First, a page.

Larry's looking for the lovelorn in all the high places; Ken, too
by Leon Satterfield
I don't want, God knows, to further Larry Flynt's evil designs, but I do want to talk about his full-page ad in the Washington Post last month. It's pretty wicked.
Larry is looking for anyone who can give documented evidence of having "an adulterous sexual encounter with a current member of the United States Congress or a high-ranking government official."
The payoff: "Larry Flynt and Hustler Magazine will pay you up to $1 million if we choose to publish your verified story and use your material."
Some people are indignant about Larry's pursuit of hanky panky in high places. They say it's scandalous and pornographic and a threat to our security.
They're probably right, but what's their point? We all know where he got the idea. He read the Starr Report and, according to Frank Rich, praised it "for outdoing Hustler Magazine in prurience."
And Larry, as King of American Porn, doesn't like it when Kenny, as King of American Window-Peekers, moves in on his territory.
Some people are outraged that Larry would notice any likeness in the two enterprises. But Andrew Sullivan noticed in his NY Times Magazine piece last month when he called attention to the "weird porno-puritanism" of the Starr Report. And I noticed when I tried to read it on my Macintosh and my PornChek blew a fuse.
Other people-not me, of course-admire Larry's straightforward approach. None of this business about purifying the festering pesthole of sin in the Oval Office. Larry wants to tell us-just for the pure hell of it-about our political leaders' adulterous sexual encounters. Larry's game is undefiled sexual titillation.
Kenny, on the other hand, is working nobly in the public interest, purifying the festering pesthole of sin in the Oval Office, overturning a presidential election, and getting revenge for Nixon-while he's sexually titillating hell out of us.
And he gets to call himself the Independent Prosecutor.
Some people-not me, of course-say Kenny is an independent in about the same sorry sense that Larry is a gynecologist. The difference is that Larry doesn't get to call himself a gynecologist.
Certainly, those people say, Kenny has prosecutorial zeal-maybe more than anyone since the folks who brought us the Salem Witch Trials-but there's hardly anything, they say, that's independent about him. He is, they say, an appendage of the New Theocracy.
This is about to get complicated, so you may want to take notes.
The Old Conservatives the New Theocrats used to be would have said that the real problem with Kenny is that he's part of the gummint.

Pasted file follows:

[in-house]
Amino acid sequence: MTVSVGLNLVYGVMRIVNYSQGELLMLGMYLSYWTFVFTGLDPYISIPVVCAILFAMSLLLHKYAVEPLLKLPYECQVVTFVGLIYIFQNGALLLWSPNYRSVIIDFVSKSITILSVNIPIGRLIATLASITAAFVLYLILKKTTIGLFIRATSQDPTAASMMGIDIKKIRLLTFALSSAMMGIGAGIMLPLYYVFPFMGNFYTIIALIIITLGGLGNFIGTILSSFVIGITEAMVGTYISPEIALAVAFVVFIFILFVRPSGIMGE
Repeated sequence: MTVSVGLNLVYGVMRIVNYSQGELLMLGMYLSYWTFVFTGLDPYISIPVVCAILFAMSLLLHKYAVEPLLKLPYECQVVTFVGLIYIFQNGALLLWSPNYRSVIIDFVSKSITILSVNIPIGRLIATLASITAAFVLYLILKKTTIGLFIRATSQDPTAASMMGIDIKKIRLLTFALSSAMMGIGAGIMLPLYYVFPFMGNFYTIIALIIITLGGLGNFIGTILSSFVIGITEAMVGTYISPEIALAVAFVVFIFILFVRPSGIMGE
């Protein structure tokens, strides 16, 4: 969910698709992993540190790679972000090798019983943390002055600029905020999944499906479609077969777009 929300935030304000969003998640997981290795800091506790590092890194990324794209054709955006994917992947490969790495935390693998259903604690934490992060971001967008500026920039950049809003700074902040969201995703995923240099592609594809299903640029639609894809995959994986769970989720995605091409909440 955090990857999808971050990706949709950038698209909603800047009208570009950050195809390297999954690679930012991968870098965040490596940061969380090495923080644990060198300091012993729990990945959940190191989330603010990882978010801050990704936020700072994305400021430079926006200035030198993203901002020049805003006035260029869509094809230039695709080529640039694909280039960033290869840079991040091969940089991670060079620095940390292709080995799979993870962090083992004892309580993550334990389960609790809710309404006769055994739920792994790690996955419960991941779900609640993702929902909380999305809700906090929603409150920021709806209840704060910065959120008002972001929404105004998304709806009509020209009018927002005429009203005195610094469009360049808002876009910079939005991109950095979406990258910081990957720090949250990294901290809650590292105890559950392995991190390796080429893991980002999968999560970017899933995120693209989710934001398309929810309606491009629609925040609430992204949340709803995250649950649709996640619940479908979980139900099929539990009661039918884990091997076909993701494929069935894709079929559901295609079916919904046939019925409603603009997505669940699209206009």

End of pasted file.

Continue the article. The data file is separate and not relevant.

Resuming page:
And what really complicates things is that Larry is what Old Conservatives used to like: Free Enterprise Personified, moved only by Greed and the Invisible Hand of the Marketplace. Larry just looked at Kenny's gummint job and privatized it.
That's why Larry is so much more efficient than Kenny.
Consider cost. Larry proposes doing for $1 million (self-funded) what Kenny has done for $40 million (tax-funded). That means for the same money, Larry could disgrace 40 high-ranking gummint officials.
Think how joyfully titillated we could be by that. More bang for the buck, and it's not even our buck. More distractions from our HMO problems, our Social Security problems, our Saddam and Slobodan problems.
But yet other people-killjoy Anti-Titillaters mostly-say it's a bad idea to give either Larry or Kenny license to pry into the private lives of any of us, high-ranking gummint officials or salt of the earth like you and me. They say it's a serious erosion of the individual freedom Old Conservatives used to promote.
But the New Theocrats aren't much interested in individual freedom or privacy. They see gummint as a way to promote the New Theocracy. What we do in the privacy of our bedrooms is their business.
The Anti-Titillaters like to quote Milan Kundera, the Czech writer who's lived much of his life under Communist repression. You remember that when they were the Old Conservatives, the New Theocrats couldn't stand anything Communist, especially Gummint Intrusion.
Kundera equates loss of privacy with loss of freedom. In his 1984 novel,"The Unbearable Lightness of Being," Czechs live under the surveillance of Russian bureaucrats who tap phones and bug rooms.
"When a private talk over a bottle of wine is broadcast on the radio," he wrote, "what can it mean but that the world is turning into a concentration camp?"
What with Larry and Kenny, their constituents and opponents shifting like desert sand, it's a complicated country we live in. So let me end with a simple peroration: If there are any small d democrats (of any political party) still left out there, they should be sure to vote tomorrow.
The New Theocrats, full of passionate intensity, certainly will.
Lincoln English Professor Satterfield writes to salvage clarity from his confusion. His column appears on alternate Mondays.
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